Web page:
L’Etape final report: cold, damp and fast

Diarist Lindsay Crawford finishes in 6:53

BikeRadar diarist Lindsay Crawford in the 2008 L'Etape du Tour July 6.

BikeRadar’s L’Etape du Tour diarist Lindsay Crawford, 67, finished the 105-mile event from Pau to Hautacam in 6 hours, 53 minutes on July 6. This was Crawford’s seventh L’Etape.


To put his effort into perspective, the overall winner, a 31-year-old Frenchman named Laurent Four, finished in 5:38. Former pro and 1998 world road champion Laurent Brochard, 40, finished in 5:44. Robert Mackey, a 41-year-old New York Times web journalist, finished in 8:05, roughly the same time as Neil Browne, editor of Road Magazine. Riders faced the exact course that this year’s Tour de France contenders will tackle on July 14.

The day finally arrives – Hautacam awaits!

After two weeks of riding in hot, dry conditions, the heavens opened up with thunderstorms and rain the evening of July 2.  Thursday and a relatively easy ride out of Luchon, with one moderate climb over the Col du Portillon in cool (10C/50F), wet weather.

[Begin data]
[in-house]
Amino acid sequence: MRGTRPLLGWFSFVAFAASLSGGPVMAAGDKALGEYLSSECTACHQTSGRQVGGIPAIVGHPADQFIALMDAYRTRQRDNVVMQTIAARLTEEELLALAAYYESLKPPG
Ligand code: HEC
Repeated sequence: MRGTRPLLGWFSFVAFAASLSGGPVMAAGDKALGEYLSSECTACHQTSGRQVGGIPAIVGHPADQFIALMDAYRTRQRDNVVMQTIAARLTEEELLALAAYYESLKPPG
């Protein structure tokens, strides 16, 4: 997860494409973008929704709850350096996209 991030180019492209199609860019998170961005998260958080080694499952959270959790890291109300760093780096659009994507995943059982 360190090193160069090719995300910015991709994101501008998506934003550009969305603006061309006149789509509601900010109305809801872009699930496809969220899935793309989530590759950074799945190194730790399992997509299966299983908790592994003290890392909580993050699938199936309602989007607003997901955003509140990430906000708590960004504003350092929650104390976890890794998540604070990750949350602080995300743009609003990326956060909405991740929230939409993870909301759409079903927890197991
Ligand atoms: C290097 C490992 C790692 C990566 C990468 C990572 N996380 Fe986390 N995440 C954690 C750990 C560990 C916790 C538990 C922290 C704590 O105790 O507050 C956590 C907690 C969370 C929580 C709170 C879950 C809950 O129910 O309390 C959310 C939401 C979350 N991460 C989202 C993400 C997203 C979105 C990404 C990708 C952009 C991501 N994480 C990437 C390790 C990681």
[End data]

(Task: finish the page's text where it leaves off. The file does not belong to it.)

No ride on Friday.  Those that know me probably find it hard to believe I took a day off the bike. 

Drove to Pau to pick up my race packet and check out the various sponsors’ display booths. Promptly at 2 p.m., Madame Martine Lignières-Cassou, Mayor of Pau, cut the ribbon to open the host village. Continued the drive, in the afternoon, to Argeles-Gazost and our hotel for the next four days. Last October, the day after the 2008 route was announced, I booked the room for four nights right at the base of the final climb to the finish at Hautacam.

Saturday and one day to go for L’Etape du Tour 2008. No rain but, still cool as I rode out to climb part way up the Tourmalet from the west side. About a third of the way up, I turned around and rode the final kilometers, including the Hautacam, of Sunday’s route.

Could hear the rain all night and hoped it would pass by morning.